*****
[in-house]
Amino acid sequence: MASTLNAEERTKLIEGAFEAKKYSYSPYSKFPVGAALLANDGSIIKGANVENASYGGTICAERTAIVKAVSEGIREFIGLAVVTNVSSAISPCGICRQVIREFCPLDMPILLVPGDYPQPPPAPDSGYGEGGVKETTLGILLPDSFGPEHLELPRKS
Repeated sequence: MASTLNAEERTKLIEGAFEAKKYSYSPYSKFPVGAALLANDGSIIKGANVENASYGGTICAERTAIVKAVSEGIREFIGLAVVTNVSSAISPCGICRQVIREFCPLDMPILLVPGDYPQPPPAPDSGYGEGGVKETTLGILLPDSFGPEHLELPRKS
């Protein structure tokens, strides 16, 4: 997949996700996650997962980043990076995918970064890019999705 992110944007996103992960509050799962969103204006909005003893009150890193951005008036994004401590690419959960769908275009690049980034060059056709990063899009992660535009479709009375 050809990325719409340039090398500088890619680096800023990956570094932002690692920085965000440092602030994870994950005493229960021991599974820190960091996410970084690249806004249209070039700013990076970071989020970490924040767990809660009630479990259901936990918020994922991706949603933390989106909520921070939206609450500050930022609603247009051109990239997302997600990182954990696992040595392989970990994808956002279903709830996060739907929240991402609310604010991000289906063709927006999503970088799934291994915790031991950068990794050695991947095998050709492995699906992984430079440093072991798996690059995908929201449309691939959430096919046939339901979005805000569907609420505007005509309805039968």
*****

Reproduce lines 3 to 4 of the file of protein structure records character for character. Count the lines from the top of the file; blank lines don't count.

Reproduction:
Repeated sequence: MASTLNAEERTKLIEGAFEAKKYSYSPYSKFPVGAALLANDGSIIKGANVENASYGGTICAERTAIVKAVSEGIREFIGLAVVTNVSSAISPCGICRQVIREFCPLDMPILLVPGDYPQPPPAPDSGYGEGGVKETTLGILLPDSFGPEHLELPRKS
């Protein structure tokens, strides 16, 4: 997949996700996650997962980043990076995918970064890019999705 992110944007996103992960509050799962969103204006909005003893009150890193951005008036994004401590690419959960769908275009690049980034060059056709990063899009992660535009479709009375 050809990325719409340039090398500088890619680096800023990956570094932002690692920085965000440092602030994870994950005493229960021991599974820190960091996410970084690249806004249209070039700013990076970071989020970490924040767990809660009630479990259901936990918020994922991706949603933390989106909520921070939206609450500050930022609603247009051109990239997302997600990182954990696992040595392989970990994808956002279903709830996060739907929240991402609310604010991000289906063709927006999503970088799934291994915790031991950068990794050695991947095998050709492995699906992984430079440093072991798996690059995908929201449309691939959430096919046939339901979005805000569907609420505007005509309805039968």